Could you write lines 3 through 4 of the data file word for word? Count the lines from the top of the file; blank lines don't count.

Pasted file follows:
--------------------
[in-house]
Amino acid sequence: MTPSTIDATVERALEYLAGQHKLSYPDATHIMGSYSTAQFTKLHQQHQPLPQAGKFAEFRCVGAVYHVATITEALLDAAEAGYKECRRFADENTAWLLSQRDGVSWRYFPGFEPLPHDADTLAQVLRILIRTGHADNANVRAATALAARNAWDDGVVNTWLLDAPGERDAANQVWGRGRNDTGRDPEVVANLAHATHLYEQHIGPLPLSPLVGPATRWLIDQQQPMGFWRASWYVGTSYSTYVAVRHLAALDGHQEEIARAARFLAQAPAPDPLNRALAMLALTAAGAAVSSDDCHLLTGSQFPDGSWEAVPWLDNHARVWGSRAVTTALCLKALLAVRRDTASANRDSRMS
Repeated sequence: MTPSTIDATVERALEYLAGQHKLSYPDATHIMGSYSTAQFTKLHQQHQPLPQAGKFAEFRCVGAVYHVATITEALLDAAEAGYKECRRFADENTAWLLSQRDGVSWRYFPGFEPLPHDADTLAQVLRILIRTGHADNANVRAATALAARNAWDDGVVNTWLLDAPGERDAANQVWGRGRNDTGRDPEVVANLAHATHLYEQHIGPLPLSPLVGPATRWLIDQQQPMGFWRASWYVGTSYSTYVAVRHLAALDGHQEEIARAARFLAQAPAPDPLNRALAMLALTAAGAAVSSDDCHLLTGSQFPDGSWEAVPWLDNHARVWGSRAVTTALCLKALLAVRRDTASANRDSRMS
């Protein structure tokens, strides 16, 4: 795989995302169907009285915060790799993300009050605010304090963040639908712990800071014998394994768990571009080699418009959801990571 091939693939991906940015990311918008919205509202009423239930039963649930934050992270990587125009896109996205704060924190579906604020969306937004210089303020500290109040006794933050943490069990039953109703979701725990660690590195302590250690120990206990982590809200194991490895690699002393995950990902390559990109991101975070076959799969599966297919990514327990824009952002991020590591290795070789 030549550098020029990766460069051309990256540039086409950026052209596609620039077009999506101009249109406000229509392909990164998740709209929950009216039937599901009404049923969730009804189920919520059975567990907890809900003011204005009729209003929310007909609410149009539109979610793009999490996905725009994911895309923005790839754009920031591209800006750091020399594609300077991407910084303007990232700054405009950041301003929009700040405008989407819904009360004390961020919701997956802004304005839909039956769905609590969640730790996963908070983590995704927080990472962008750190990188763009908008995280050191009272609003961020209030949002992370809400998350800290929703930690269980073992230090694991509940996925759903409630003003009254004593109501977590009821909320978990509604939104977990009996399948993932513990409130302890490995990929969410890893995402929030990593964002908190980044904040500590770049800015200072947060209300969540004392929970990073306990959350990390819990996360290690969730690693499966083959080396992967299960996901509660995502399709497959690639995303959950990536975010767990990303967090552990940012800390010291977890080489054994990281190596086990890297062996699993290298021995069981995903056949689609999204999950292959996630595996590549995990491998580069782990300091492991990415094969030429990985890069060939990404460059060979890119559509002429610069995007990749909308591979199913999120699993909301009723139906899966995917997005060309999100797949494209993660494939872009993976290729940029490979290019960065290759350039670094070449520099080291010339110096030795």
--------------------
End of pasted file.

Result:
Repeated sequence: MTPSTIDATVERALEYLAGQHKLSYPDATHIMGSYSTAQFTKLHQQHQPLPQAGKFAEFRCVGAVYHVATITEALLDAAEAGYKECRRFADENTAWLLSQRDGVSWRYFPGFEPLPHDADTLAQVLRILIRTGHADNANVRAATALAARNAWDDGVVNTWLLDAPGERDAANQVWGRGRNDTGRDPEVVANLAHATHLYEQHIGPLPLSPLVGPATRWLIDQQQPMGFWRASWYVGTSYSTYVAVRHLAALDGHQEEIARAARFLAQAPAPDPLNRALAMLALTAAGAAVSSDDCHLLTGSQFPDGSWEAVPWLDNHARVWGSRAVTTALCLKALLAVRRDTASANRDSRMS
């Protein structure tokens, strides 16, 4: 795989995302169907009285915060790799993300009050605010304090963040639908712990800071014998394994768990571009080699418009959801990571 091939693939991906940015990311918008919205509202009423239930039963649930934050992270990587125009896109996205704060924190579906604020969306937004210089303020500290109040006794933050943490069990039953109703979701725990660690590195302590250690120990206990982590809200194991490895690699002393995950990902390559990109991101975070076959799969599966297919990514327990824009952002991020590591290795070789 030549550098020029990766460069051309990256540039086409950026052209596609620039077009999506101009249109406000229509392909990164998740709209929950009216039937599901009404049923969730009804189920919520059975567990907890809900003011204005009729209003929310007909609410149009539109979610793009999490996905725009994911895309923005790839754009920031591209800006750091020399594609300077991407910084303007990232700054405009950041301003929009700040405008989407819904009360004390961020919701997956802004304005839909039956769905609590969640730790996963908070983590995704927080990472962008750190990188763009908008995280050191009272609003961020209030949002992370809400998350800290929703930690269980073992230090694991509940996925759903409630003003009254004593109501977590009821909320978990509604939104977990009996399948993932513990409130302890490995990929969410890893995402929030990593964002908190980044904040500590770049800015200072947060209300969540004392929970990073306990959350990390819990996360290690969730690693499966083959080396992967299960996901509660995502399709497959690639995303959950990536975010767990990303967090552990940012800390010291977890080489054994990281190596086990890297062996699993290298021995069981995903056949689609999204999950292959996630595996590549995990491998580069782990300091492991990415094969030429990985890069060939990404460059060979890119559509002429610069995007990749909308591979199913999120699993909301009723139906899966995917997005060309999100797949494209993660494939872009993976290729940029490979290019960065290759350039670094070449520099080291010339110096030795």